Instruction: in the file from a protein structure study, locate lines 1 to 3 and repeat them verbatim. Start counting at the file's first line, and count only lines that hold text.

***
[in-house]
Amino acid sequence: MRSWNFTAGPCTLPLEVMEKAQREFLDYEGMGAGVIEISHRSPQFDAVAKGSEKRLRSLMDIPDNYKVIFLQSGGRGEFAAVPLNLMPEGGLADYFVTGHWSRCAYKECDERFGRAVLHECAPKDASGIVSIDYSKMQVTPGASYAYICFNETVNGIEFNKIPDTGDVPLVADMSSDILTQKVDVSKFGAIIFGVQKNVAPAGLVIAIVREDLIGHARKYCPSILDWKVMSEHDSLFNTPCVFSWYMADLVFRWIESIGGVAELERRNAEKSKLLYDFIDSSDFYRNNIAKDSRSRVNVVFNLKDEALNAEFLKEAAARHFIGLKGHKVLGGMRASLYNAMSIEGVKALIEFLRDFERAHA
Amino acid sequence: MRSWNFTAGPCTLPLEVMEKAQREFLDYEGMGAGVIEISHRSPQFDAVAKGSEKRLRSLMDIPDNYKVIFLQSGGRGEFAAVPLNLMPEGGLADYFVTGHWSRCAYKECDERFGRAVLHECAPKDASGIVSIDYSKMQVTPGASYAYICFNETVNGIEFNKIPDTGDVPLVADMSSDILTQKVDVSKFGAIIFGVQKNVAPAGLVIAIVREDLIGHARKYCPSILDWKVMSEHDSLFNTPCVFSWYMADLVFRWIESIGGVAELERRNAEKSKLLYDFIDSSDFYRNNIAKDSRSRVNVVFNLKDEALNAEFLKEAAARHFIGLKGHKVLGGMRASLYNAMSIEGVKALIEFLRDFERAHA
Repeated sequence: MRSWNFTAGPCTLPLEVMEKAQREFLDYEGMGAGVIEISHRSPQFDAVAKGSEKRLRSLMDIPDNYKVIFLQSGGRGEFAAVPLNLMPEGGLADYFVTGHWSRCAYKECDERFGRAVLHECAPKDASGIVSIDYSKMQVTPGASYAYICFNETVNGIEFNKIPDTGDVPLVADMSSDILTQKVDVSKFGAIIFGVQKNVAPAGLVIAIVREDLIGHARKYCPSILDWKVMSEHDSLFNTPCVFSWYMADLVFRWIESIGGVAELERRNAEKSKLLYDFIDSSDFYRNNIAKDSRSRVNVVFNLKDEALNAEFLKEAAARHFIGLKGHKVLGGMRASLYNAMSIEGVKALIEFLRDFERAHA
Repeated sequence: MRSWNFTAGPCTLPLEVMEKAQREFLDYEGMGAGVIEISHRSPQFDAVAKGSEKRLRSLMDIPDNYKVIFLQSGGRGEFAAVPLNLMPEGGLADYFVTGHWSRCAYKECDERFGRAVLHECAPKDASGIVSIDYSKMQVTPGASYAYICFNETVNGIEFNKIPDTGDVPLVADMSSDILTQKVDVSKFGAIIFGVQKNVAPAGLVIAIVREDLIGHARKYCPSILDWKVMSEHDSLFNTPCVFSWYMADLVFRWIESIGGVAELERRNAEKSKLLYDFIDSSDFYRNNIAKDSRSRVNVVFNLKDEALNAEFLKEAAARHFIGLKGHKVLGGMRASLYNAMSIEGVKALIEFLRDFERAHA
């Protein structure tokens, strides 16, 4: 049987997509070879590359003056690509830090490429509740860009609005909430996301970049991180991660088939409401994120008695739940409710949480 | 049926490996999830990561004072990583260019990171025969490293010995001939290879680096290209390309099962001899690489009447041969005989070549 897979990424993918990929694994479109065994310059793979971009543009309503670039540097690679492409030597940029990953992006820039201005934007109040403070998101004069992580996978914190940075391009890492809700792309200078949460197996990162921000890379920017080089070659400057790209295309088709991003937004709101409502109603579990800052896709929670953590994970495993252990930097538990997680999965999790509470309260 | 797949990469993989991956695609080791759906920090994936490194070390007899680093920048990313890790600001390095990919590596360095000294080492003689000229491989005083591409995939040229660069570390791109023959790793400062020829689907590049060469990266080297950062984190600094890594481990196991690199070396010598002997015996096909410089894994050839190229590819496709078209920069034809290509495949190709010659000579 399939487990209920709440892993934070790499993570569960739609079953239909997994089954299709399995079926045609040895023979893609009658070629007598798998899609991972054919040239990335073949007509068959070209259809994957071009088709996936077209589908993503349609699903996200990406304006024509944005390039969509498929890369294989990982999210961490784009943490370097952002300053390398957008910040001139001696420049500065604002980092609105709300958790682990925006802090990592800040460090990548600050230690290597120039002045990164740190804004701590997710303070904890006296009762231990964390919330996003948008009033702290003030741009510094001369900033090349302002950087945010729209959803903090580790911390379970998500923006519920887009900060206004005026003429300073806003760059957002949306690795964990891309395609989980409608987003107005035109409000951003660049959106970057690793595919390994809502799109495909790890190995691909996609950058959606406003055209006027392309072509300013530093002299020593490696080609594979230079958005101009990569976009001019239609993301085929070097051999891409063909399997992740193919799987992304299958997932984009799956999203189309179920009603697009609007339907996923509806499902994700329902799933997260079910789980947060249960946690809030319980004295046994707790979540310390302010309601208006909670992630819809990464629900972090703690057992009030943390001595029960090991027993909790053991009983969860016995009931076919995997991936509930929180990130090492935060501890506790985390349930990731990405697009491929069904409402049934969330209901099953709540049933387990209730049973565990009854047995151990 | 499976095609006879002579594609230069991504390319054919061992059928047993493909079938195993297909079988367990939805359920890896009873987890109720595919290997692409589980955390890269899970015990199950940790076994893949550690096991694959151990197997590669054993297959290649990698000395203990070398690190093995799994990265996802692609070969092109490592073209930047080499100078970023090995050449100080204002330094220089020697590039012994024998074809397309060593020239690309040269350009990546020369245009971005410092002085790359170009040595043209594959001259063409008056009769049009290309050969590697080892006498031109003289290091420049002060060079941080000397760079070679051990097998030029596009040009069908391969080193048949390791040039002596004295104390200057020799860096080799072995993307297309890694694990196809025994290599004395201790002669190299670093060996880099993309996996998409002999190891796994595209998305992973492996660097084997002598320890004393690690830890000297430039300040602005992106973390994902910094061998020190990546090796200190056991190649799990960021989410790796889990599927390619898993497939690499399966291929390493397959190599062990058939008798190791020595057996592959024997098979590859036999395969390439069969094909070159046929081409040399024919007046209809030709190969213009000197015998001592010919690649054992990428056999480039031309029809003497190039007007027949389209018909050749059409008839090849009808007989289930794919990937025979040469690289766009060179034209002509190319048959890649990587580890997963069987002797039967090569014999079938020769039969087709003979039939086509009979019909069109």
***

[in-house]
Amino acid sequence: MRSWNFTAGPCTLPLEVMEKAQREFLDYEGMGAGVIEISHRSPQFDAVAKGSEKRLRSLMDIPDNYKVIFLQSGGRGEFAAVPLNLMPEGGLADYFVTGHWSRCAYKECDERFGRAVLHECAPKDASGIVSIDYSKMQVTPGASYAYICFNETVNGIEFNKIPDTGDVPLVADMSSDILTQKVDVSKFGAIIFGVQKNVAPAGLVIAIVREDLIGHARKYCPSILDWKVMSEHDSLFNTPCVFSWYMADLVFRWIESIGGVAELERRNAEKSKLLYDFIDSSDFYRNNIAKDSRSRVNVVFNLKDEALNAEFLKEAAARHFIGLKGHKVLGGMRASLYNAMSIEGVKALIEFLRDFERAHA
Amino acid sequence: MRSWNFTAGPCTLPLEVMEKAQREFLDYEGMGAGVIEISHRSPQFDAVAKGSEKRLRSLMDIPDNYKVIFLQSGGRGEFAAVPLNLMPEGGLADYFVTGHWSRCAYKECDERFGRAVLHECAPKDASGIVSIDYSKMQVTPGASYAYICFNETVNGIEFNKIPDTGDVPLVADMSSDILTQKVDVSKFGAIIFGVQKNVAPAGLVIAIVREDLIGHARKYCPSILDWKVMSEHDSLFNTPCVFSWYMADLVFRWIESIGGVAELERRNAEKSKLLYDFIDSSDFYRNNIAKDSRSRVNVVFNLKDEALNAEFLKEAAARHFIGLKGHKVLGGMRASLYNAMSIEGVKALIEFLRDFERAHA